All the singers at Gondwana are encouraged to take musical risks and to explore all choral possibilities. Each of the singers is also involved in improvisation and composition workshops throughout the school as well as workshops in other art forms.  A special project is undertaken each year. In 2012 this took the form of a collaboration with members of a well known Australian band called The Cat Empire. All choristers participated in workshops with Felix Riebl and Ollie McGill (guest artists), some of the choirs recorded tracks for an upcoming event and in the final concert, the massed choir performed choral arrangements of two of their works. 

 

Gondwana Choirs Sydney Opera House
Gondwana Choirs Sydney Opera House

 

Gondwana National Choral School is also the home of the Gondwana National Composer’s School. This year we had 16 young composers between the ages of 16 and 21 exploring the art of composition of choral music with renowned Australian Composer Stephen Leek.  For the participants in the Gondwana National Choral Composer School the challenge is to create a new choral work each day. Each work is work-shopped and developed by the singers of the school and the composers receive feedback from their peers and conductors. In 2013 the Gondwana Composer School will be open to international participants in the Gondwana International Composer School.  The life of a composer can be a lonely one, so the opportunity to not only hear their music come to life but to form life-long friendships with other young composers and the performers of the future, is one which is truly pivotal in a young composer’s development.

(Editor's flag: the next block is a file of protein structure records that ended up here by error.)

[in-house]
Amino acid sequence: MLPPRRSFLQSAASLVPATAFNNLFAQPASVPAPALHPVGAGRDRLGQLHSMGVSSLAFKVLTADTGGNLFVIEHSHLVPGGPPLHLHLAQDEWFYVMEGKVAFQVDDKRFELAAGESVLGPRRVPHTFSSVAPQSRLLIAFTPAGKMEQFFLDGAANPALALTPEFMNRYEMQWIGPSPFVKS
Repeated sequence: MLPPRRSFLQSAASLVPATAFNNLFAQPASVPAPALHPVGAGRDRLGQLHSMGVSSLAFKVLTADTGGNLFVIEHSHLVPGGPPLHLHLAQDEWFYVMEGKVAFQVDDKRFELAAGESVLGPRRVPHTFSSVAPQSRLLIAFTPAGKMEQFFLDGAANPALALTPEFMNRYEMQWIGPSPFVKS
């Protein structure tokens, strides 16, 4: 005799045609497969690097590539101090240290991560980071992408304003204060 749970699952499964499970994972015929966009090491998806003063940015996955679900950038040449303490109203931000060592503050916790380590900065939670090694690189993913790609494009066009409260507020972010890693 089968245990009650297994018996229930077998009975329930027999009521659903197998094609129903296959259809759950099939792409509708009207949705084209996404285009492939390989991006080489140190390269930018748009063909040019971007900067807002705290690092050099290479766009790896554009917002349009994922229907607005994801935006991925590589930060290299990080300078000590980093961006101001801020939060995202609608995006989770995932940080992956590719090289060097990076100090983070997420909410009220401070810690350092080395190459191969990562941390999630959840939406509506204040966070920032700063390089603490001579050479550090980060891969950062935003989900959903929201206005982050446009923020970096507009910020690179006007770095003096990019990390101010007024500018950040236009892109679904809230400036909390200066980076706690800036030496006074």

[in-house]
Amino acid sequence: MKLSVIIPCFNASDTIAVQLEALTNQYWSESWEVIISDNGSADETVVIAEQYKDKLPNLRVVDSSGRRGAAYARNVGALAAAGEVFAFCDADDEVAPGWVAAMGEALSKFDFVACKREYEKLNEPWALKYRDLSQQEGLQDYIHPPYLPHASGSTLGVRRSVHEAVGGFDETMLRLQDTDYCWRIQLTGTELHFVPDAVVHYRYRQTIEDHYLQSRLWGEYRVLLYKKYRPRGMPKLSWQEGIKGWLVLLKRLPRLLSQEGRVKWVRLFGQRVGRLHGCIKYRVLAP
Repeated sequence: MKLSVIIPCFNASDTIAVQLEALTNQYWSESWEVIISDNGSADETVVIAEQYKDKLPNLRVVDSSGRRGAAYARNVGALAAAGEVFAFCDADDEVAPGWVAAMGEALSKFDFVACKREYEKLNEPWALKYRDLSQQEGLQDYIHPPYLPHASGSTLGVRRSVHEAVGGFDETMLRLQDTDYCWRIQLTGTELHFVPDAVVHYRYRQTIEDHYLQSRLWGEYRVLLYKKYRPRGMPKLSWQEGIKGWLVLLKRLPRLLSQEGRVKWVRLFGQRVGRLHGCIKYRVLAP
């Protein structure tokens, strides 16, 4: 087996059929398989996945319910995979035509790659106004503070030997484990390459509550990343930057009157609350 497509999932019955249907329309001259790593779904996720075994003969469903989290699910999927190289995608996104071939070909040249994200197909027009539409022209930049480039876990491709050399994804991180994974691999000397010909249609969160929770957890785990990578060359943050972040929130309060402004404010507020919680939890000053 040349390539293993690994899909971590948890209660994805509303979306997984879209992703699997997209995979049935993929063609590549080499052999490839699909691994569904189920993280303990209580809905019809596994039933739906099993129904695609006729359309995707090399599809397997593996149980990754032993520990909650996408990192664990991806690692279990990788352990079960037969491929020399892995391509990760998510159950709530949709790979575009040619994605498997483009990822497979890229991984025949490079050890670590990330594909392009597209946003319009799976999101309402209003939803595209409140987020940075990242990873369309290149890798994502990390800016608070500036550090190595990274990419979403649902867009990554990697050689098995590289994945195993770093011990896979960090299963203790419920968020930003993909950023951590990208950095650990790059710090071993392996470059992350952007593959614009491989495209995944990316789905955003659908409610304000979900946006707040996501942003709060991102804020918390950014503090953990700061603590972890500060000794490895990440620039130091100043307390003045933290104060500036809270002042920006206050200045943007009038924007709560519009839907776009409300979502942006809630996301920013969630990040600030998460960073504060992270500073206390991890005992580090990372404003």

Four young conducting interns were given the opportunity to work with the choirs and next year will see the beginning of the Gondwana International Choral Conducting Academy as part of National Choral School in conjunction with the University of Queensland.

The two, intense weeks of National Choral School go by extremely rapidly and many tears are shed at the end of the season. The vastness of the country and therefore the expense of bringing singers together usually allow for the choirs to each have only one additional season during the year. For Gondwana Voices or Gondwana Chorale, this would normally be a recording or touring season or participation in a festival either here in Australia or overseas.  We only ever have three days of rehearsals prior to these performance seasons.  This enforced brief rehearsal period in some ways contributes to the musical identity of Gondwana. There is always a great intensity in performance and a palpable joy of being given the opportunity to sing together once more. Although many comment on the high standard of the choirs and the clear musicianship of the singers, one always wonders what standards may be achieved if these singers worked together more often. But then surely something of the spontaneity and joy in performance would be sacrificed.